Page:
Air pollution is usually looked at as an outdoor threat, but it can be more dangerous when found indoors. The causes of indoor air pollution vary; contaminated air can seep in from outside, or it can come from construction materials, mold, and pets. Air pollution can accumulate to dangerous levels when there is poor ventilation in a building. We seldom think about indoor air quality, and how it can affect our health. Read these 7 reasons why you should consider getting an indoor air quality test, then call AirPro Environmental Solutions!
1. Combustion – Gases and particles from combustion are leading sources of indoor air pollution. This includes devices such as cook-stoves, heating stoves, fireplaces, furnaces, space heaters, and tobacco smoke. CO causes an array of symptoms such as headaches, nausea, shortness of breath, lung infections, or emphysema.
2. Radon – Radon is the No. 2 cause of lung cancer in the United States. It can flow into buildings through gaps in the foundation, reaching unsafe levels in basements and lower floors. Radon remediation involves sealing off the interior of a building from exposed soil, which can be a very large “do-it-yourself” project.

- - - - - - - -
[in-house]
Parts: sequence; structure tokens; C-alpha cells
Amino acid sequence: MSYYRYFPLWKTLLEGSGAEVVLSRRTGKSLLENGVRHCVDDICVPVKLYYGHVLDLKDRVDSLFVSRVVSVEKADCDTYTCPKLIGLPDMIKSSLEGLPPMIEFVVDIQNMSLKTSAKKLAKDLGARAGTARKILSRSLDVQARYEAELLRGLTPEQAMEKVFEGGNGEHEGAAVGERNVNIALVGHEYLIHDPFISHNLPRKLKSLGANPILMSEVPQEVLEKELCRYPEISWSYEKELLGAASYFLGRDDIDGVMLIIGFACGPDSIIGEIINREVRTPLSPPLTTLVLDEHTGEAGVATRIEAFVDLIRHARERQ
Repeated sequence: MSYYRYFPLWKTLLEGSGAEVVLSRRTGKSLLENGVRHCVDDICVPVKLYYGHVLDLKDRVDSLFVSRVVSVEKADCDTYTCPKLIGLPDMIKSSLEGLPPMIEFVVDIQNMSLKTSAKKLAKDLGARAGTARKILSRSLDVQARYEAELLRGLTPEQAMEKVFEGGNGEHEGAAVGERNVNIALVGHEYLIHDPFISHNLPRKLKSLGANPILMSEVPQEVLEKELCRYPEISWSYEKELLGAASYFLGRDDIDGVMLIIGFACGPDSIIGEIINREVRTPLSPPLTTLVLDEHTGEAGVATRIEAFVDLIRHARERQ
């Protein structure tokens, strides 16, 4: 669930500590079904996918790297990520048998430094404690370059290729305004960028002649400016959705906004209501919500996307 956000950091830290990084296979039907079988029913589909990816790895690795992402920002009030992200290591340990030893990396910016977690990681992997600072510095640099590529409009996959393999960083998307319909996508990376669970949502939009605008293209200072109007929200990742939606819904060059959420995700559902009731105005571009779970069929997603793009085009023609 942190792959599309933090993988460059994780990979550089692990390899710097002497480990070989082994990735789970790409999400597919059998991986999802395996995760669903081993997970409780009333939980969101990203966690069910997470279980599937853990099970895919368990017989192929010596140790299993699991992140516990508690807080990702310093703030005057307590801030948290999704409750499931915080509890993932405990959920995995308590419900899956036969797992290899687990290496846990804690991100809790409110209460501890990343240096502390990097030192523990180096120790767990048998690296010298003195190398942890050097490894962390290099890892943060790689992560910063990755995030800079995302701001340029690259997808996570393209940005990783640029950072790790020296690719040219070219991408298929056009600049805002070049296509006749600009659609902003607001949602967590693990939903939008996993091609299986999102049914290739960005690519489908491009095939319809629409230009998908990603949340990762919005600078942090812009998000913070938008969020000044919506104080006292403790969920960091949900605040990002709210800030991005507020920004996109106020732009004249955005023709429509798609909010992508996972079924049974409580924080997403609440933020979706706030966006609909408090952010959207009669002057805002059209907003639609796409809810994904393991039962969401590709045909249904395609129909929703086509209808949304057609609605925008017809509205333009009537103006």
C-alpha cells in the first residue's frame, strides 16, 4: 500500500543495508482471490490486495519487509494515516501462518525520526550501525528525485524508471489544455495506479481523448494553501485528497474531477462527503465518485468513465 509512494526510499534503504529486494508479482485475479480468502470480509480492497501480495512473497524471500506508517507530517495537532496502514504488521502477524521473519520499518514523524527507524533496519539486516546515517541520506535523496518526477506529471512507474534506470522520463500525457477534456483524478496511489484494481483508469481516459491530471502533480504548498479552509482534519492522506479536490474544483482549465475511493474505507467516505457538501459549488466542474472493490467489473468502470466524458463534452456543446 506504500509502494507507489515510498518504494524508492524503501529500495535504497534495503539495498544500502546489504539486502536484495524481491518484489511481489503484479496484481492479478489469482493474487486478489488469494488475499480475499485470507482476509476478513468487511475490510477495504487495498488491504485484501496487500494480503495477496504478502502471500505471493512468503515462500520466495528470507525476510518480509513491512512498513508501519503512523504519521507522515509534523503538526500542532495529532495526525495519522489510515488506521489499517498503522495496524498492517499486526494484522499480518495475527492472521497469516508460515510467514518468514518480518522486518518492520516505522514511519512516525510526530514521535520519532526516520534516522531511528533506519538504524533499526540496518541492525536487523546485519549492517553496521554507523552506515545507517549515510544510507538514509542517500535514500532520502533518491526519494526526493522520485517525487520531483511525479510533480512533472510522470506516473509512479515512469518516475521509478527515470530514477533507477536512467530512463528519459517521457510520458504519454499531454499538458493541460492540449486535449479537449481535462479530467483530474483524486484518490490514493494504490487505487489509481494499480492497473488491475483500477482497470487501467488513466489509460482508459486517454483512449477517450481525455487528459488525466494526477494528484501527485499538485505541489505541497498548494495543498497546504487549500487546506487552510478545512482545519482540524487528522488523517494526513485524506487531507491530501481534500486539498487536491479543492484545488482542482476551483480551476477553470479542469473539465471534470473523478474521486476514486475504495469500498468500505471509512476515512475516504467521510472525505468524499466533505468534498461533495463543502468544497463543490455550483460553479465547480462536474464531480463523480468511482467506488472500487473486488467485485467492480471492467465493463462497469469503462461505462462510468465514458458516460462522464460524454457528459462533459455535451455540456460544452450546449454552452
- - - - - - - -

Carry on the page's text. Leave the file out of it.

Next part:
3. Asbestos – Asbestos naturally occurs in soil, making it a threat only once it gets indoors. Mineral fibers become airborne when they are disturbed, which means if a home needs repairs in it’s asbestos-lined attic, they will be released into the air.
4. Volatile Organic Compounds – These compounds are found in countless consumer products, from paint, to glue, to shower curtains. VOC vapors can cause several health issues such as headaches and nausea, to brain damage and cancer.
5. Mold and Mildew – Mold and mildew are notorious indoor air polluters that begin outbreaks in basements and bathrooms, but can spread very quickly. Symptoms from these include nasal stuffiness, wheezing, skin irritation, and asthma.
6. Dust, Dander, and Droppings – Many buildings are infested with dust mites and cockroaches, which can both leave allergenic feces and body parts. Rodent urine and droppings, cat saliva, and pet dander can all release fumes and airborne proteins that cause potential breathing problems.
7. Pesticides – Trying to eliminate rodents, insects, and other pests with pesticides can raise the risk of trading one problem for another. Pesticides are toxic and add to existing levels of airborne VOC’s. Symptoms of pesticide exposure can include headaches, nausea, long-term brain damage, and increased risk of cancer.